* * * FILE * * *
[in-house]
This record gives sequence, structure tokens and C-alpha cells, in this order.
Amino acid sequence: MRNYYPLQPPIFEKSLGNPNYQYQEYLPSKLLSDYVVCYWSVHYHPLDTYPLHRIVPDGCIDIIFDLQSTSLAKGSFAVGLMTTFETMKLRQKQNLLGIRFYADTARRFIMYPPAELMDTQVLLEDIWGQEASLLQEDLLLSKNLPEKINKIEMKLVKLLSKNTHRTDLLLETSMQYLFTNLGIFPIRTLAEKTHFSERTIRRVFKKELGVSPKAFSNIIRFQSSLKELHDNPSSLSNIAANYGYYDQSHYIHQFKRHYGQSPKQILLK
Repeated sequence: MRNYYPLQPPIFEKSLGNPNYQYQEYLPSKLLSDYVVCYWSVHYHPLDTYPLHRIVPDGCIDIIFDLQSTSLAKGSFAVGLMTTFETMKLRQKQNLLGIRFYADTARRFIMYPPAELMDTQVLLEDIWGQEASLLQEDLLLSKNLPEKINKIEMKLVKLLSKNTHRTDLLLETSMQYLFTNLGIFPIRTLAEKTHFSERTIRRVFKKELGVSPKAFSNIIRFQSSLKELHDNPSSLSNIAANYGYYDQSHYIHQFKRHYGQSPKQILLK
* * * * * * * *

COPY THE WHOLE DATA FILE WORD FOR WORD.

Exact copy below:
[in-house]
This record gives sequence, structure tokens and C-alpha cells, in this order.
Amino acid sequence: MRNYYPLQPPIFEKSLGNPNYQYQEYLPSKLLSDYVVCYWSVHYHPLDTYPLHRIVPDGCIDIIFDLQSTSLAKGSFAVGLMTTFETMKLRQKQNLLGIRFYADTARRFIMYPPAELMDTQVLLEDIWGQEASLLQEDLLLSKNLPEKINKIEMKLVKLLSKNTHRTDLLLETSMQYLFTNLGIFPIRTLAEKTHFSERTIRRVFKKELGVSPKAFSNIIRFQSSLKELHDNPSSLSNIAANYGYYDQSHYIHQFKRHYGQSPKQILLK
Repeated sequence: MRNYYPLQPPIFEKSLGNPNYQYQEYLPSKLLSDYVVCYWSVHYHPLDTYPLHRIVPDGCIDIIFDLQSTSLAKGSFAVGLMTTFETMKLRQKQNLLGIRFYADTARRFIMYPPAELMDTQVLLEDIWGQEASLLQEDLLLSKNLPEKINKIEMKLVKLLSKNTHRTDLLLETSMQYLFTNLGIFPIRTLAEKTHFSERTIRRVFKKELGVSPKAFSNIIRFQSSLKELHDNPSSLSNIAANYGYYDQSHYIHQFKRHYGQSPKQILLK